Trade and Immigration Restrictions Have Evolutionary Origins

It’s a point I’ve made before, but human beings are hardwired to affirm their in-group and vilify out-groups. It takes a lot of social conditioning to get people to be polite to strangers. This also explains the continuing popularity of trade barriers and immigration restrictions, in the face of basic economics. It also explains why, despite massive improvements in recent decades, racism and homophobia will almost certainly never die. People will always look for reasons to not get along with each other.

According to Carl Sagan and Ann Druyan’s delightful 1992 book Shadows of Forgotten Ancestors, humanity’s inborn suspicion of outsiders actually predates humanity. It goes back billions of years, and has been observed in bacteria (see location 1773 of the Kindle edition):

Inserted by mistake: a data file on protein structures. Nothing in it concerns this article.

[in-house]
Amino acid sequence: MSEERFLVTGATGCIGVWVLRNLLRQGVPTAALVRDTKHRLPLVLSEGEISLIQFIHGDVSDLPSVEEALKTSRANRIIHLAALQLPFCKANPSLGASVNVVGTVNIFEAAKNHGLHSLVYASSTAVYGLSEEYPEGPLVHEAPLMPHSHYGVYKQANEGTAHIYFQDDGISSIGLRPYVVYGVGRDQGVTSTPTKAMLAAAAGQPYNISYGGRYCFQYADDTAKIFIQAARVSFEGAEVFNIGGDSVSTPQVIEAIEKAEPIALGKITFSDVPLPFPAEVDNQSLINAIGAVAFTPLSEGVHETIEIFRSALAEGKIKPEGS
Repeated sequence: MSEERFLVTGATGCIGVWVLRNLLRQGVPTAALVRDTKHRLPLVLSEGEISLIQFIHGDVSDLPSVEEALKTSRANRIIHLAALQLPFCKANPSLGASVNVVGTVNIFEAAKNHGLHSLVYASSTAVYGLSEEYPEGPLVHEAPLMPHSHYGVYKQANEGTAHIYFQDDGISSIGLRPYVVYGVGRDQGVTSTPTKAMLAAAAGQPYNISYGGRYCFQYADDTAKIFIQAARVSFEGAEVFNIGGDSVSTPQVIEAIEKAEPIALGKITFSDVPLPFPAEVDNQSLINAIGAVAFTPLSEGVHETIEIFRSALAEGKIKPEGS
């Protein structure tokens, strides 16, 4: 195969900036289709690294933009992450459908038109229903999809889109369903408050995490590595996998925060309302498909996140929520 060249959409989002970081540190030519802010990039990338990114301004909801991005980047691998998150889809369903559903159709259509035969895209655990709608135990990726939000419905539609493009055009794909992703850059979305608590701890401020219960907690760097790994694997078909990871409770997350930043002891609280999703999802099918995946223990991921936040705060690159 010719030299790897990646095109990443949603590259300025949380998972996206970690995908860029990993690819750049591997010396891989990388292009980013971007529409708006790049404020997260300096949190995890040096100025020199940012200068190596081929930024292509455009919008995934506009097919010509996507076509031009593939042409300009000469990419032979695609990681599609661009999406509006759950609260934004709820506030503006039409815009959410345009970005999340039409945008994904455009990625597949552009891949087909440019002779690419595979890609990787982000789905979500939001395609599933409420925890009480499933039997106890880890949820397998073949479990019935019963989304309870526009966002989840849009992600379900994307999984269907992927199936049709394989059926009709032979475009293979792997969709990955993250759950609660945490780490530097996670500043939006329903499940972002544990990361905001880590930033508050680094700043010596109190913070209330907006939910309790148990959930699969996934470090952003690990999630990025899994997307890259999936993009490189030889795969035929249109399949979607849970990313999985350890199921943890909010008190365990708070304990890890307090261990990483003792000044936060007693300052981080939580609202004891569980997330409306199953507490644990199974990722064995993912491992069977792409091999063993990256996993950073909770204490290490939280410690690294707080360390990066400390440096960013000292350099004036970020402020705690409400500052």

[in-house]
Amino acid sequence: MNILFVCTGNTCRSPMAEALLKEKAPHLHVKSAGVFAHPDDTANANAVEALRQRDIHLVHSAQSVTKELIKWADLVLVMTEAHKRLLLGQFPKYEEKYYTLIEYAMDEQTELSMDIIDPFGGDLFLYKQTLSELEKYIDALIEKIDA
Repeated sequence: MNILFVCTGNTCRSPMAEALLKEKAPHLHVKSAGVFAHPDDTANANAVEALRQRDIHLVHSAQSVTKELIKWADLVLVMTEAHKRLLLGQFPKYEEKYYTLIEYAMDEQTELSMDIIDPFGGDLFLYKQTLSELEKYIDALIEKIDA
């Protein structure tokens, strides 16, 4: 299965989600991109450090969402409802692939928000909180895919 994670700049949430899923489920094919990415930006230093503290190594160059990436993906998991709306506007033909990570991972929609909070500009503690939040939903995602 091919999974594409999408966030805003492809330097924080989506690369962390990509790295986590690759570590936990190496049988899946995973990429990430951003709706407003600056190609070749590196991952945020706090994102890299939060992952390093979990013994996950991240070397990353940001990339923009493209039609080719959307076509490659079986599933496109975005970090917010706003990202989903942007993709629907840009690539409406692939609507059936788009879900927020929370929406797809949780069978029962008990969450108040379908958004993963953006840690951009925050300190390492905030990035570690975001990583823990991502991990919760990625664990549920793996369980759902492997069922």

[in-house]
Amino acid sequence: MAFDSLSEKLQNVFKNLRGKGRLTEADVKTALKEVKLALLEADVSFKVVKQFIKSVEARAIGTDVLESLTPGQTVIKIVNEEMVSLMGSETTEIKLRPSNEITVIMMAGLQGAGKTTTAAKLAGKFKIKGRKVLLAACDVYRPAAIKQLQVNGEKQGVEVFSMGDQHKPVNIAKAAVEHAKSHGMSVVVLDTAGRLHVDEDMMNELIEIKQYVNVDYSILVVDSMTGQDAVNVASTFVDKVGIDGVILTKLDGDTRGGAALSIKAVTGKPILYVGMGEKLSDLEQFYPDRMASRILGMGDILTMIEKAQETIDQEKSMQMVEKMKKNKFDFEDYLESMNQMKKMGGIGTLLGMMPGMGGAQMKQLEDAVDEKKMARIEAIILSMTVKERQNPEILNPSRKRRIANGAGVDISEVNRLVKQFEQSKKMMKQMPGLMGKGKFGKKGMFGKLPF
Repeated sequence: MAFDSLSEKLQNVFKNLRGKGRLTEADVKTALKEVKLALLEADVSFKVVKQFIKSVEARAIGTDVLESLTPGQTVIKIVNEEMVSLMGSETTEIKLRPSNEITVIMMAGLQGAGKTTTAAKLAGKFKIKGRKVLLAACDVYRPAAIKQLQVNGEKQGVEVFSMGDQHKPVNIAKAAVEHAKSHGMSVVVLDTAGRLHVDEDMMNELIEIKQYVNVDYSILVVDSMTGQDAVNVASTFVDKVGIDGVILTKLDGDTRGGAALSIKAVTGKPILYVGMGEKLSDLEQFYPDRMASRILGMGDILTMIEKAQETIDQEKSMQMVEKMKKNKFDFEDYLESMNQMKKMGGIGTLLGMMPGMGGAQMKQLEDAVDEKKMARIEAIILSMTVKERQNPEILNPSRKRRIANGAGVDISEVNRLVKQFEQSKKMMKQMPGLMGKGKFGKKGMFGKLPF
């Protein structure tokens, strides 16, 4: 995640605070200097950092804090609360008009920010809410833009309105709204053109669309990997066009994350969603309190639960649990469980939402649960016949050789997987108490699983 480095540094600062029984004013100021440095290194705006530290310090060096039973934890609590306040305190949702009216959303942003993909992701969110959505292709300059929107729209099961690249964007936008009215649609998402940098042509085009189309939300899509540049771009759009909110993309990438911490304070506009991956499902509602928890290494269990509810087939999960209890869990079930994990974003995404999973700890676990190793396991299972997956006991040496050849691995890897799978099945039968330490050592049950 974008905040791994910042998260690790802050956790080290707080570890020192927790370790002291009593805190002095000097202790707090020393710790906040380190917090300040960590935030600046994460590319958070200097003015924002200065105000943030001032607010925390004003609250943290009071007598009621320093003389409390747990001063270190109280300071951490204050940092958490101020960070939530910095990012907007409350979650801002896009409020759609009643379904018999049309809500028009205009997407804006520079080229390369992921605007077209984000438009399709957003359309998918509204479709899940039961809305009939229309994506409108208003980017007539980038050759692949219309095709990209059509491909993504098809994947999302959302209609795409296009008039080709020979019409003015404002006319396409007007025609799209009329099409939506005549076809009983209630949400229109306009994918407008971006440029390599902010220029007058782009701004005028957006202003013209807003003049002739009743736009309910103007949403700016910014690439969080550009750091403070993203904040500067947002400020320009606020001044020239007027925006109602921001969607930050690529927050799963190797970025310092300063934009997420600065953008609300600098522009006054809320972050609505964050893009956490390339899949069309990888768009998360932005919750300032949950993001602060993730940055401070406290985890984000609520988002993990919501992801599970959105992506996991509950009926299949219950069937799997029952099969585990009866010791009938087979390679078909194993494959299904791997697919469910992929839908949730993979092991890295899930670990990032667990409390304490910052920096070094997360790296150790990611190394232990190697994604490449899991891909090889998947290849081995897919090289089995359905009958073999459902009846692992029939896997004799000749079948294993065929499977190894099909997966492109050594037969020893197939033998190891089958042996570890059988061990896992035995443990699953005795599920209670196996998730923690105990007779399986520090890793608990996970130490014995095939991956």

You may be a ruthless, implacable predator, but you must also be a pushover for your relatives and neighbors. So all of you may suffuse your outer membranes with a chemical that serves for species recognition. When you taste this molecule emanating from another microbe, you become very affable. “Friend,” the chemical says. “Sister.” Other chemicals carry different information. Some bacteria routinely produce their own chemical warfare agents, antibiotics that are harmless to themselves and others of their own strain, but deadly to bacteria of different strains, foreigners. A delicate balance has evolved between hostility to the outside group and cooperation with the inside group. Them and us. The first intimations of xenophobia and ethnocentrism evolved early.

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